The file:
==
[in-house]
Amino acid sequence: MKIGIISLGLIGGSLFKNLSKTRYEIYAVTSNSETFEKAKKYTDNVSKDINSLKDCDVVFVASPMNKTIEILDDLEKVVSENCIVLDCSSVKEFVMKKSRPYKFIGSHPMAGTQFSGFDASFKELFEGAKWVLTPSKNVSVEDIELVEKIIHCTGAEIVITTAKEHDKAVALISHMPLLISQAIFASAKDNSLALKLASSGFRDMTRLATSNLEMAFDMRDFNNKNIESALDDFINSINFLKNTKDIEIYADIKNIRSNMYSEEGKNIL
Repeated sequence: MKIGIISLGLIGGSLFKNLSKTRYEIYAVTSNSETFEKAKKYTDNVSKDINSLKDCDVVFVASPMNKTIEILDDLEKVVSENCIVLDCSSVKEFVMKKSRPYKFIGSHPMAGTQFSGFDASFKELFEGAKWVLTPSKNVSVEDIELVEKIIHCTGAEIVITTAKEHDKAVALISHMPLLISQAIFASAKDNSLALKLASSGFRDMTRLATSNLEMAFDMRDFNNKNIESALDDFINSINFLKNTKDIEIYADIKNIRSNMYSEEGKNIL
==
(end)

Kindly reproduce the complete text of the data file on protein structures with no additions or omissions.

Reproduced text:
[in-house]
Amino acid sequence: MKIGIISLGLIGGSLFKNLSKTRYEIYAVTSNSETFEKAKKYTDNVSKDINSLKDCDVVFVASPMNKTIEILDDLEKVVSENCIVLDCSSVKEFVMKKSRPYKFIGSHPMAGTQFSGFDASFKELFEGAKWVLTPSKNVSVEDIELVEKIIHCTGAEIVITTAKEHDKAVALISHMPLLISQAIFASAKDNSLALKLASSGFRDMTRLATSNLEMAFDMRDFNNKNIESALDDFINSINFLKNTKDIEIYADIKNIRSNMYSEEGKNIL
Repeated sequence: MKIGIISLGLIGGSLFKNLSKTRYEIYAVTSNSETFEKAKKYTDNVSKDINSLKDCDVVFVASPMNKTIEILDDLEKVVSENCIVLDCSSVKEFVMKKSRPYKFIGSHPMAGTQFSGFDASFKELFEGAKWVLTPSKNVSVEDIELVEKIIHCTGAEIVITTAKEHDKAVALISHMPLLISQAIFASAKDNSLALKLASSGFRDMTRLATSNLEMAFDMRDFNNKNIESALDDFINSINFLKNTKDIEIYADIKNIRSNMYSEEGKNIL